Year-round stability

Year-round stability

While there is much talk among primarily politicians and civil servants about the proposed Caribbean Body for Reform and Development COHO to supervise a “country package” of restructuring measures, many in the private sector are mainly worried about the upcoming “long hot summer” and how to get through it. Perhaps not everyone concerned in The Hague or even the other two Dutch Caribbean countries quite understands what that means.

Although Aruba and Curaçao have mainly tourism economies too since the closure of their refineries, they get a lot more European traffic. These tend to go on holiday abroad more, also outside of the historically busy months, than do people from North America. The latter is St. Maarten’s dominant market (68 per cent in 2021) active primarily during winter there, which makes the all-important local hospitality industry strongly seasonal in nature.

Aruba, Bonaire and Curaçao (the so-called ABC islands) are outside of the hurricane belt as well, so they don’t really have to deal with St. Maarten’s higher risk of being adversely impacted by tropical weather systems between June 1 and November 30. An additional problem is that reserves employers usually build up from December through March for the quiet period often already went to cover arrears caused by a deep two-year COVID-19 crisis.

However, traditional vacationing patterns appear to be changing in the post-pandemic era, partly due to pent-up travel demand. Several destinations in the region, including Jamaica, the Bahamas and Antigua, are reporting solid bookings for the next few months.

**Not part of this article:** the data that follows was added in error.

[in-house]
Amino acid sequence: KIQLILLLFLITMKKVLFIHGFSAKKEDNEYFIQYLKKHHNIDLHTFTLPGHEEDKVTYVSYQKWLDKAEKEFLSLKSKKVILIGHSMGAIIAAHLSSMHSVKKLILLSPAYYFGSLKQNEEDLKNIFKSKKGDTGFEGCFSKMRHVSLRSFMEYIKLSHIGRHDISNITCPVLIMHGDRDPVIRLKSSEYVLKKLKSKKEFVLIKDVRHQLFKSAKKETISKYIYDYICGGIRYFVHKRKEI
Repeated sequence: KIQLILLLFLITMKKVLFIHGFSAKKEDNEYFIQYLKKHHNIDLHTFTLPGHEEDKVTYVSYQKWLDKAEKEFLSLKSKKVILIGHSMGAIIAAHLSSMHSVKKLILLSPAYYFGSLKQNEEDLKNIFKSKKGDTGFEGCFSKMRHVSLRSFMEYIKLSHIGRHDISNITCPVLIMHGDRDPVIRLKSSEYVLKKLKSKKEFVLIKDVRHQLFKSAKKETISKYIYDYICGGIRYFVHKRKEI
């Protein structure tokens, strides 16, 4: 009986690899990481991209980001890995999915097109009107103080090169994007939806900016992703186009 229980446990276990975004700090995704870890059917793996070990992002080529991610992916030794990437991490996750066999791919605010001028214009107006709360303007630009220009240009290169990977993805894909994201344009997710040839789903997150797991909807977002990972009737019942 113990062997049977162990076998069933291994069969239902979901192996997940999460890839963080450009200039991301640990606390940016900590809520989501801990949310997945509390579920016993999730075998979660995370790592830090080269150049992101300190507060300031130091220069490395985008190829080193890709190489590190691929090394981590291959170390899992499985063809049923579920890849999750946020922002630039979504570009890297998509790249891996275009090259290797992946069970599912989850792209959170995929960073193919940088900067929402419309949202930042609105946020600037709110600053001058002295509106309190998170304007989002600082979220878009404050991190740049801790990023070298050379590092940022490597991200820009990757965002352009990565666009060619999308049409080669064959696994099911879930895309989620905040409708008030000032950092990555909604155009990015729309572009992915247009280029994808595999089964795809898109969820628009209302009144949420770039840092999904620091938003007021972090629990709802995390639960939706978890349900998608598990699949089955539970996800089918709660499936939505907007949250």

One thing that can help St. Maarten is the resumption of twice-weekly Copa Airlines flights from Panama at the start of June, with connections to much of Central and South America including Brazil. At the recent St. Maarten Innovation Initiatives Linkup Event (SMILE), an “aggressive” related campaign with social media consumer-direct representation through the carrier was announced.

Considering that the frequency of service had gone up to four times per week in the past, this route certainly has potential as a tool to help diversify the island’s visitor source market and provide some welcome year-round stability.

The Daily Herald

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